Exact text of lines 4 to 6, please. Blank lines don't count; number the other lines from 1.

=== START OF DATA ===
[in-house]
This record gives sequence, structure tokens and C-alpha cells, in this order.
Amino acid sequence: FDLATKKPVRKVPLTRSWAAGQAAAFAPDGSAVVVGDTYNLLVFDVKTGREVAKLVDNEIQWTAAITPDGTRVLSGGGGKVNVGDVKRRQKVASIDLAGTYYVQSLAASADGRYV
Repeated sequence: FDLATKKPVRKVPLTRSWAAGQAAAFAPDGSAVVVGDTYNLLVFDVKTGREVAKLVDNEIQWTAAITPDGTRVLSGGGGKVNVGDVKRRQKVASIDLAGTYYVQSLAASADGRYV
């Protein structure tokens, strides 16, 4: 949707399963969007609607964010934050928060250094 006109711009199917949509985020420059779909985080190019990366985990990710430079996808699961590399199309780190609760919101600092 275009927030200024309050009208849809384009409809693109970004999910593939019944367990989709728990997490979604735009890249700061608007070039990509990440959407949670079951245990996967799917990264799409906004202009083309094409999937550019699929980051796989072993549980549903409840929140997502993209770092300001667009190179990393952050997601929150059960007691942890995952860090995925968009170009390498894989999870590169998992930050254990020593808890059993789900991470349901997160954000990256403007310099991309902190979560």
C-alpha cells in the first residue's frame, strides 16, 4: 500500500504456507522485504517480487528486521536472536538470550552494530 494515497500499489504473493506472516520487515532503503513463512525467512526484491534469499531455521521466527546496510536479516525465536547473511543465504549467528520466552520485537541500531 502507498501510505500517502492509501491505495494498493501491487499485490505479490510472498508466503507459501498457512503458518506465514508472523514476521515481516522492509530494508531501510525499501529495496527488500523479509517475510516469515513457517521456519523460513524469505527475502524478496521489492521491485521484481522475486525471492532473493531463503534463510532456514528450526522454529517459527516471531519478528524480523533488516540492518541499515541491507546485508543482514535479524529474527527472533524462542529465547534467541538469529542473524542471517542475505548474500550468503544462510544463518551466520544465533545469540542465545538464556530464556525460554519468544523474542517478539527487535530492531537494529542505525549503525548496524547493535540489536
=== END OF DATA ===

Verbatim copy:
Repeated sequence: FDLATKKPVRKVPLTRSWAAGQAAAFAPDGSAVVVGDTYNLLVFDVKTGREVAKLVDNEIQWTAAITPDGTRVLSGGGGKVNVGDVKRRQKVASIDLAGTYYVQSLAASADGRYV
């Protein structure tokens, strides 16, 4: 949707399963969007609607964010934050928060250094 006109711009199917949509985020420059779909985080190019990366985990990710430079996808699961590399199309780190609760919101600092 275009927030200024309050009208849809384009409809693109970004999910593939019944367990989709728990997490979604735009890249700061608007070039990509990440959407949670079951245990996967799917990264799409906004202009083309094409999937550019699929980051796989072993549980549903409840929140997502993209770092300001667009190179990393952050997601929150059960007691942890995952860090995925968009170009390498894989999870590169998992930050254990020593808890059993789900991470349901997160954000990256403007310099991309902190979560």
C-alpha cells in the first residue's frame, strides 16, 4: 500500500504456507522485504517480487528486521536472536538470550552494530 494515497500499489504473493506472516520487515532503503513463512525467512526484491534469499531455521521466527546496510536479516525465536547473511543465504549467528520466552520485537541500531 502507498501510505500517502492509501491505495494498493501491487499485490505479490510472498508466503507459501498457512503458518506465514508472523514476521515481516522492509530494508531501510525499501529495496527488500523479509517475510516469515513457517521456519523460513524469505527475502524478496521489492521491485521484481522475486525471492532473493531463503534463510532456514528450526522454529517459527516471531519478528524480523533488516540492518541499515541491507546485508543482514535479524529474527527472533524462542529465547534467541538469529542473524542471517542475505548474500550468503544462510544463518551466520544465533545469540542465545538464556530464556525460554519468544523474542517478539527487535530492531537494529542505525549503525548496524547493535540489536